TORONTO - After a breakout year that saw the Weeknd score a chart-topping album, several No. 1 hits and a slew of Grammy nominations, 2015 would seem like a tough one to top for the Canadian pop sensation.
Then days into 2016, Oscar came calling.
The Toronto singer — whose real name is Abel Tesfaye — added to his growing list of accolades with an Academy Award nomination for best original song.
The Weeknd received the nod for his slinky hit "Earned It" from the "Fifty Shades of Grey" soundtrack. He shares the honour with fellow Canadian songwriters Ahmad Balshe (a.k.a. Belly), Jason (DaHeala) Quenneville and Stephan Moccio.
"I believe that 'Earned It' was hugely instrumental in launching the career of Abel on a worldwide level, and there's that to feel proud for as well," said Moccio, during a phone interview from Santa Monica, Calif.
"That song allowed him and his brand to cross barriers and to cross many cultures.... It has good, old-fashioned R&B strut. It's waltz. It has this beautiful falsetto male voice. It has beautiful classical sound at the same time. It's just a lot of great things that perhaps will keep it classic in time — and only time will tell. But it's amazing."
"Earned It" made its debut on Dec. 23, 2014, ahead of last year's Valentine's Day premiere of "Fifty Shades of Grey." But the track clearly proved to have staying power with Oscar voters who selected the seductive, slow-tempo tune among its nominees.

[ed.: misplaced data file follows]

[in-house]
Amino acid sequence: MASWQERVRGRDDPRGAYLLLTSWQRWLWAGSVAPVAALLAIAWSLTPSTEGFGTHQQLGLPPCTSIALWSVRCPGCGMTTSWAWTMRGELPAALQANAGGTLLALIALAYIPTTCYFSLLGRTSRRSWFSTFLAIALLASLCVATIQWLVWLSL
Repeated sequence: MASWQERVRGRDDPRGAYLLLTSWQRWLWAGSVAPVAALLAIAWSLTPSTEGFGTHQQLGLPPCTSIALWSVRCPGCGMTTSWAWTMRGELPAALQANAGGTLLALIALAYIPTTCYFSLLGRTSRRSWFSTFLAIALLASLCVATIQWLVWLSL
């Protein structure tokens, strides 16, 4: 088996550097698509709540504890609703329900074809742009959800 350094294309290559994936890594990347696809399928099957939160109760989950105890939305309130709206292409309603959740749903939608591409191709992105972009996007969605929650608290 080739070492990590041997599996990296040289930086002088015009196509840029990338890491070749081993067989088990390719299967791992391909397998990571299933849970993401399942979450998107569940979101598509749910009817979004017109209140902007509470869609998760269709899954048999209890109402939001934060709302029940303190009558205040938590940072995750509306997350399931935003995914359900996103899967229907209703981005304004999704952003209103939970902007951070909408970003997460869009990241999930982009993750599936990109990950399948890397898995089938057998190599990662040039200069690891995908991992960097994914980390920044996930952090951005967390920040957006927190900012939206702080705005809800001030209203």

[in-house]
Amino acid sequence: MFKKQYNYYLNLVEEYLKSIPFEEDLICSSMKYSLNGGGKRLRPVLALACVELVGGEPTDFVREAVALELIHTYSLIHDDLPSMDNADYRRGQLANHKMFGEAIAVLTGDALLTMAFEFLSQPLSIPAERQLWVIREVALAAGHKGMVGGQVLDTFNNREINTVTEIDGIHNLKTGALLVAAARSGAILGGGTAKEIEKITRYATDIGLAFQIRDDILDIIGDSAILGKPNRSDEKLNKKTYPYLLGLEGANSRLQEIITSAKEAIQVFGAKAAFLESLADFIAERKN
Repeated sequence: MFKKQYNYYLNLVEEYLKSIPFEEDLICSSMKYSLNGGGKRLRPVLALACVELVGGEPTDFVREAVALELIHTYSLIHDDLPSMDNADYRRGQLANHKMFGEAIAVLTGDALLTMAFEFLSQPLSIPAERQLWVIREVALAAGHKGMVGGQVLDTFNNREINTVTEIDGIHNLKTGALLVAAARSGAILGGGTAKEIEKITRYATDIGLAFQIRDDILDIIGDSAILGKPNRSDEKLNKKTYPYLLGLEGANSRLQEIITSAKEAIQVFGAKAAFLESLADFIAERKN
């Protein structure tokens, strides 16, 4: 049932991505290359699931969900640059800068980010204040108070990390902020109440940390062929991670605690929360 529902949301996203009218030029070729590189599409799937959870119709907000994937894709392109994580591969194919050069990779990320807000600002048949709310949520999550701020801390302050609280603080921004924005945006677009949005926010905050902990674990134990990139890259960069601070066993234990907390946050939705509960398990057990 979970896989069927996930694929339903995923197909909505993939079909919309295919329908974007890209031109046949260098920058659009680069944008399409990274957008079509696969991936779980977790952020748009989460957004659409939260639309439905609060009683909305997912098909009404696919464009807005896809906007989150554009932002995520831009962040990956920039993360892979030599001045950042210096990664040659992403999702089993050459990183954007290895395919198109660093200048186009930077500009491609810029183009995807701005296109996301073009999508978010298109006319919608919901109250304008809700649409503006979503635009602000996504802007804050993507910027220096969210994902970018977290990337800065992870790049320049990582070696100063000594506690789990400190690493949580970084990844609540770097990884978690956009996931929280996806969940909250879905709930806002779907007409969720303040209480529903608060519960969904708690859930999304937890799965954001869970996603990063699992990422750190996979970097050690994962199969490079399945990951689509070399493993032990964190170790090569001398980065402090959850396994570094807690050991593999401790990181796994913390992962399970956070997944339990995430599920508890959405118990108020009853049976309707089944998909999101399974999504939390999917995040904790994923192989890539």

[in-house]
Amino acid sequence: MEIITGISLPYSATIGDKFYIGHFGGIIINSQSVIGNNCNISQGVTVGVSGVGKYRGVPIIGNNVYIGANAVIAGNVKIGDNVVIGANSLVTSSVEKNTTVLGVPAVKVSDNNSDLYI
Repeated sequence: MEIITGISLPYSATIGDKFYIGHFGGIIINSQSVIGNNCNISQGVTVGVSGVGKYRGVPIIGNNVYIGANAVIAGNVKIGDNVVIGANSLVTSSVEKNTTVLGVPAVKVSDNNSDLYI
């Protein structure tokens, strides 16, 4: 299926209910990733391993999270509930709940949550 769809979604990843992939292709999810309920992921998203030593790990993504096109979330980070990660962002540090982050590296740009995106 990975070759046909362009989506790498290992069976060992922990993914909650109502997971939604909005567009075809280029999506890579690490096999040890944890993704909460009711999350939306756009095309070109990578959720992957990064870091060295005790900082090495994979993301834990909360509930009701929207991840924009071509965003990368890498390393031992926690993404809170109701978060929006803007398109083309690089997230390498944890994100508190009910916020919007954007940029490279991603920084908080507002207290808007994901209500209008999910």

"That's a testimony ... to the song, the artist, a lot of elements — and I don't take that for granted," said Moccio, who co-produced and co-wrote about a third of the Weeknd's hit album "Beauty Behind The Madness."
"At one point, there were perhaps hundreds and hundreds of songs submitted (for Oscar consideration) and eventually dwindled down to some 70-odd songs. And now, to make the top five is a big deal."
This year's best song category is stacked with industry heavy-hitters.
British singer Sam Smith, who won the Golden Globe for best original song with "Writing's On the Wall," is nominated for the "Spectre" track along with collaborator Jimmy Napes. Pop diva Lady Gaga and songwriting legend Diane Warren received the nod for "Til It Happens to You" for the sexual assault documentary "The Hunting Ground."
"Manta Ray" from "Racing Extinction" and the "Simple Song #3" from "Youth" round out the list.
"Some great songwriters are in this category, and here we are standing next to all of them," said Moccio, who grew up in Niagara Falls, Ont.
"I don't know if you want to call it luck. We all worked hard. But I just feel very proud.
"It's a very sweet moment when you actually set energy and thought and intent towards something and it realizes itself.... It's hugely satisfying."
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